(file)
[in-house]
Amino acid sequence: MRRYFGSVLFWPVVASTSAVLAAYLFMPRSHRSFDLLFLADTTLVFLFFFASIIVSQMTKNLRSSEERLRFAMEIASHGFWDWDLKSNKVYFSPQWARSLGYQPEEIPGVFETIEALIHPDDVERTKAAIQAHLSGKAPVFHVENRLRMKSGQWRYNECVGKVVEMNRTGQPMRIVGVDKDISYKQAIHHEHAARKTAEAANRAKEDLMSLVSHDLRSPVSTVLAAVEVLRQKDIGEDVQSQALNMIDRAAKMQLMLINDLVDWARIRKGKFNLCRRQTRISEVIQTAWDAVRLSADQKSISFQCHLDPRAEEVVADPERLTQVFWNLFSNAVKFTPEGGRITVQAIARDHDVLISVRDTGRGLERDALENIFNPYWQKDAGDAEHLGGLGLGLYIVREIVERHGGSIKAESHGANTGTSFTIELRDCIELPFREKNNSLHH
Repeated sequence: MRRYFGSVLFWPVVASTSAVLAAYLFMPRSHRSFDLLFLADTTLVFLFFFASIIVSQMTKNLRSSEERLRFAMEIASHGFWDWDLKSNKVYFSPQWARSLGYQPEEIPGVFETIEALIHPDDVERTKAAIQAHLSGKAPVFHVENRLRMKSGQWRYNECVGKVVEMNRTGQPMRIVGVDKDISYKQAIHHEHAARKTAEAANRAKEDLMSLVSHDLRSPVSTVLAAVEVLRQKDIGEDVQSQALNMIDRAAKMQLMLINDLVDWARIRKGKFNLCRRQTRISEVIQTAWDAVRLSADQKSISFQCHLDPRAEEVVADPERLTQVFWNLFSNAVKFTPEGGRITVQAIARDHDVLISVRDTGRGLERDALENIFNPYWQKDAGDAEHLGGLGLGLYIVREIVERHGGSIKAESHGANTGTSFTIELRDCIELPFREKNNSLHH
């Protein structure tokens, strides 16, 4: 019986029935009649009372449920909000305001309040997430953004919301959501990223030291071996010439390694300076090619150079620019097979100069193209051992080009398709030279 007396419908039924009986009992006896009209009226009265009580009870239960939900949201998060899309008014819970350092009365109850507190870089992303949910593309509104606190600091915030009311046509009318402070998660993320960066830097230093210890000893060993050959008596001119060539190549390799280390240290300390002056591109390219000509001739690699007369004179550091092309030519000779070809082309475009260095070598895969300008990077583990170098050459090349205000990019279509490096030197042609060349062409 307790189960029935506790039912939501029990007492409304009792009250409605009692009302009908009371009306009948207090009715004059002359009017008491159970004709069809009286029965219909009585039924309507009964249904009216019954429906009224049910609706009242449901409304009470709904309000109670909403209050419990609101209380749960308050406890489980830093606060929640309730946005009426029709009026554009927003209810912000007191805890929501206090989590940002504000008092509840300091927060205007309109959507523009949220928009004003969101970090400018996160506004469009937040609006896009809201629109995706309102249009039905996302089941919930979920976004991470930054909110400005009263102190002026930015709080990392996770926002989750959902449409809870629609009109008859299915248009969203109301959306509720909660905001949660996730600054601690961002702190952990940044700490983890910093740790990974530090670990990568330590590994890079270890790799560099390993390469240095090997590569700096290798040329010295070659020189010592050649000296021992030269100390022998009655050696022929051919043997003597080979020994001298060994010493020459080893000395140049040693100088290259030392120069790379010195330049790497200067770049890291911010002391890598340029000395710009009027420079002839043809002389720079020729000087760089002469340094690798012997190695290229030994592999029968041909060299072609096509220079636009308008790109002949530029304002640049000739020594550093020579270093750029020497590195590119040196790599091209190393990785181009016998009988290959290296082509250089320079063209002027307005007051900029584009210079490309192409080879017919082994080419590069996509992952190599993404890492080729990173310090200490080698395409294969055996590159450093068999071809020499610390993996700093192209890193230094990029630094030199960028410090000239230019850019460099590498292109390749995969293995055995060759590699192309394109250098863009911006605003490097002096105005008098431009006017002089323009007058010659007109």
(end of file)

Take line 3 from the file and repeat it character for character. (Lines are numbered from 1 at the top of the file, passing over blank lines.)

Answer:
Repeated sequence: MRRYFGSVLFWPVVASTSAVLAAYLFMPRSHRSFDLLFLADTTLVFLFFFASIIVSQMTKNLRSSEERLRFAMEIASHGFWDWDLKSNKVYFSPQWARSLGYQPEEIPGVFETIEALIHPDDVERTKAAIQAHLSGKAPVFHVENRLRMKSGQWRYNECVGKVVEMNRTGQPMRIVGVDKDISYKQAIHHEHAARKTAEAANRAKEDLMSLVSHDLRSPVSTVLAAVEVLRQKDIGEDVQSQALNMIDRAAKMQLMLINDLVDWARIRKGKFNLCRRQTRISEVIQTAWDAVRLSADQKSISFQCHLDPRAEEVVADPERLTQVFWNLFSNAVKFTPEGGRITVQAIARDHDVLISVRDTGRGLERDALENIFNPYWQKDAGDAEHLGGLGLGLYIVREIVERHGGSIKAESHGANTGTSFTIELRDCIELPFREKNNSLHH